People ask me all the time what the secret to happiness is. “If you had to pick just one thing,” they wonder, “what would be the most important thing for leading a happy life?”
Ten years ago, I would have told you a regular gratitude practice was the most important thing—and while that is still my favorite instant happiness booster, my answer has changed. I believe the most important thing for happiness is living truthfully. Here’s the specific advice I recently gave my kids:
Live with total integrity. Be transparent, honest, and authentic. Do not ever waiver from this—white lies and false smiles quickly snowball into a life lived out of alignment. It is better to be yourself and risk having people not like you than to suffer the stress and tension that comes from pretending to be someone you’re not, or professing to like something that you don’t. I promise you: Pretending will rob you of joy.
I’ve spent the better part of my life as a people-pleaser—trying to meet other people’s expectations, trying to keep everyone happy and liking me. But when we are trying to please others, we are usually out of sync with our own wants and needs. It’s not that it’s bad to be thinking of others. It’s that pleasing others is not the same as helping others.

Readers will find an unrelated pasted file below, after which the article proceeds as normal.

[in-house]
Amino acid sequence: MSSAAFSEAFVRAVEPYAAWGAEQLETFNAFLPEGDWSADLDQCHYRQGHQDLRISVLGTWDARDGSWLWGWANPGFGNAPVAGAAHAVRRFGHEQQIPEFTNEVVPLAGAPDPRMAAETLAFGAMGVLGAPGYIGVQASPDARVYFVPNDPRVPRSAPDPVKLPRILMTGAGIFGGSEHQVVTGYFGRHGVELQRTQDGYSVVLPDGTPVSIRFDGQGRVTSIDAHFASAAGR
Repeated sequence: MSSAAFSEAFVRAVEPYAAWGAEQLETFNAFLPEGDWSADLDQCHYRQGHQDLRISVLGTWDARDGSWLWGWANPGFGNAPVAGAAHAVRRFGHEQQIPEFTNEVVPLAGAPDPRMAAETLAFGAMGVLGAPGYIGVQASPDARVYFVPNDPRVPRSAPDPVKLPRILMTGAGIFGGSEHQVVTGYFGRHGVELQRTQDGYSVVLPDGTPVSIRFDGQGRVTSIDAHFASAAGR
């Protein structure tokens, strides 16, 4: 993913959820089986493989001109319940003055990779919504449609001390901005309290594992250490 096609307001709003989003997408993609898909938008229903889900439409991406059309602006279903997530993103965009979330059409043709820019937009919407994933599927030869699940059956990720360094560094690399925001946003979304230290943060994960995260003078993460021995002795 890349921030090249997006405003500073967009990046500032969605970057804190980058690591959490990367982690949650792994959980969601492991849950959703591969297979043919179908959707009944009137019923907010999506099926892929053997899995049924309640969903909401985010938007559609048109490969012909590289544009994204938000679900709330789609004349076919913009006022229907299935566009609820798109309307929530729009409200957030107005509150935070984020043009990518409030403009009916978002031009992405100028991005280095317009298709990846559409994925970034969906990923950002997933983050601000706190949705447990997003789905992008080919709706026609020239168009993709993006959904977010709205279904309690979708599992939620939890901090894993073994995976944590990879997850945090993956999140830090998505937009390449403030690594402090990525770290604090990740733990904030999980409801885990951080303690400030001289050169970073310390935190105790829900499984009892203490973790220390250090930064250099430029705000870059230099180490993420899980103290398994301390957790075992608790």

People pleasing, in my extensive personal experience, is a process of guessing what other people want, or what will make them think favorably of us, and then acting accordingly. It’s an often subtle and usually unconscious attempt at manipulating other people’s perceptions of us. Anytime we pretend to be something we aren’t or feel something we don’t, we lose personal integrity.
And any time we’re doing something that is more about influencing what others think of us than authentically expressing ourselves—even something as simple as a Facebook post that makes it seem like we are having a better day than we actually are—we lose personal integrity.
Losing integrity has pretty serious consequences for our happiness, and for our relationships. Here’s what happens when we aren’t being authentic:
Say you are at work, and you’re doing your best to put on a happy face even though your home life is feeling shaky. You may not want to reveal to your work friends that you and your significant other had a major fight over the weekend, but if you pretend that you are okay—and you’re not—you’ll probably make the people around you feel worse, too. Why?
We humans aren’t actually very good at hiding how we are feeling. We exhibit micro-expressions that the people we are with might not consciously register, but that trigger their mirror neurons—so a little part of their brain thinks that they are feeling our negative feelings. Trying to suppress negative emotions when we are talking with someone—like when we don’t want to trouble someone else with our own distress—actually increases the stress levels of both people more than if we had shared our distress in the first place. (It also reduces rapport and inhibits the connection between two people.)